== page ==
Non-violent communication (NVC) is helpful, particularly for rajasic people who are prone to conflict. But it is really little more than manners, being polite and respectful in your communications. Everything that comes to us in life comes through others, so the key to success is to see that everyone is just the same as you. This is the basis of empathy and sympathy. Cultivated, considerate people serve the situation in which they find themselves and “eat the remnant of the sacrifice” (take what comes) with a glad heart. Demanding, manipulating, etc. to get what you want may work in the short term, but a spiritual person never really feels right about putting themselves forward.
Jackie: But very humbly, I have to say, James, that I’ve discovered through Vedanta and also the last happenings in my life, combined with those studies, that for a long time – if not my whole life – I’ve avoided dealing in a mature way with differences in relationships. It was always a fight-or-flight response. And with all of this spiritual-seeking thing, I was basically trying to bypass the uncomfortable feelings experienced in my subtle body in an attempt to get rid of the all the emotional/mental suffering that took place every time things “went wrong.” And to tell you the truth, I see this a lot in the spiritual marketplace, and that’s also why I left the ashram.
James: It’s excellent that you can admit it, Jackie. As I said, the there is nothing particularly spiritual about spirituality. The spiritual types are just trying to get what the samsaris are trying to get, but it they can’t admit it, so they put on this big façade of holiness, dispassion, etc. and inside they are always disturbed.
Jackie: In the same way that we’re ignorant about our reality, we are also completely ignorant about the art of relating to each other. We don’t really know how to solve conflicts, how to communicate in a mature way, telling what needs to be said with assertiveness, without using projections, spiritual excuses or on the other hand, simply breaking up and pulling plugs – as if the “enemy” was outside – usually to disguise a very immature personality, replacing basic excuses for more sophisticated spiritual talk.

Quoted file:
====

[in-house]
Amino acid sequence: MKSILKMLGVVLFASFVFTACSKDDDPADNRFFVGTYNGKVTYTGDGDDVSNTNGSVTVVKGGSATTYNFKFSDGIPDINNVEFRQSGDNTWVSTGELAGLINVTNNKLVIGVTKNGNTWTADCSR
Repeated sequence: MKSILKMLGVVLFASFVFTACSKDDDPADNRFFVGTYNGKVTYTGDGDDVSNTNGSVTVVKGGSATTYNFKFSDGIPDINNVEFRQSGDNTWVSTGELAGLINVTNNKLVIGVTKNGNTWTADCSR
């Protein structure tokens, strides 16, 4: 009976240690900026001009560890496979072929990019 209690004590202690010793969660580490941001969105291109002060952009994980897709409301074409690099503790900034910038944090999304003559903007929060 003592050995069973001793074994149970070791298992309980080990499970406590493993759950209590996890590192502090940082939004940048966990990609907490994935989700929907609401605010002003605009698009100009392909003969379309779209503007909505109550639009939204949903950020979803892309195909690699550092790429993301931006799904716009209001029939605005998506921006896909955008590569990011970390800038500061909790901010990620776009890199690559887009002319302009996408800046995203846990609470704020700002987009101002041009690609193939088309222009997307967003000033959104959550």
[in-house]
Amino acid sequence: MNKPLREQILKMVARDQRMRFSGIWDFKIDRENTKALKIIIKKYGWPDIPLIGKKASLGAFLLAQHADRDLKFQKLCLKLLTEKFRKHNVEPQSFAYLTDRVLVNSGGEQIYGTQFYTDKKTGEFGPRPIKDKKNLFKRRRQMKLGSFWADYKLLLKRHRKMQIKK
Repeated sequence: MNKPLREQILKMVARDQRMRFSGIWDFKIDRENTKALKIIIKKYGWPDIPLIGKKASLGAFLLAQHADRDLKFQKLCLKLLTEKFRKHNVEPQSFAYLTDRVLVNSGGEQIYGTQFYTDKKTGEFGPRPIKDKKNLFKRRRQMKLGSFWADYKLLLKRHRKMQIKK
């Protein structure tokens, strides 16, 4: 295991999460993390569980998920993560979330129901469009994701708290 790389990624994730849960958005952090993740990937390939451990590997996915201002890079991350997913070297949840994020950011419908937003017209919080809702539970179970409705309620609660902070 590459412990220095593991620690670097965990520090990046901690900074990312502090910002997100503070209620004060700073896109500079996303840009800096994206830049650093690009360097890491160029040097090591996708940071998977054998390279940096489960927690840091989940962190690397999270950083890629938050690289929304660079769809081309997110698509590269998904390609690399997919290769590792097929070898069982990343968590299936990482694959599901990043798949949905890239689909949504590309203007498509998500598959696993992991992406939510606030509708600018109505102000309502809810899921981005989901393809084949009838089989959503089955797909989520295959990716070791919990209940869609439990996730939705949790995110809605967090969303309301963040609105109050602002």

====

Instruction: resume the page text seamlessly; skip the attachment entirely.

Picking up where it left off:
James: Yes, indeed. Dharma yoga is the only solution.The texts say over and over “a non-conforming lifestyle” prevents moksa. You hit the nail on the head with the word “mature.” Moksa only works for mature, psychologically healthy people. The inner child, the part that is so egoic that it is completely unskillful in negotiating with the world, needs to become an inner adult.
Jackie: And in a way that’s what I feel happened in my relationship. I wrote a person I was in conflict with a couple of weeks ago, and said that for some reason things were not okay for me to communicate face to face yet. I didn’t know what else to say at the time, and only wanted to connect, but now I feel that for me, at this stage I’m still trapped, bypassing feelings or avoiding talking about specifics is not going to solve the knot that has been created with OUR inability to connect on a higher level.
James: It’s a love problem brought on by low self-esteem, Jackie. You don’t love yourself properly, so you lack the confidence to be indifferent and non-aggressive.
Jackie: So, yes, I intend to have another conversation with him very soon and hopefully get things sorted out, in whatever way possible.
James: There is nothing to work out. There is only one way – love him. He is non-different from you. If it is hard, it because you don’t love yourself enough. So turn it over to Isvara.
Jackie: About my relationship with you, Ramji, I don’t feel anything uncomfortable as you’ve mentioned. I knew you before I knew him, and I feel my relationship with you has nothing to do with him.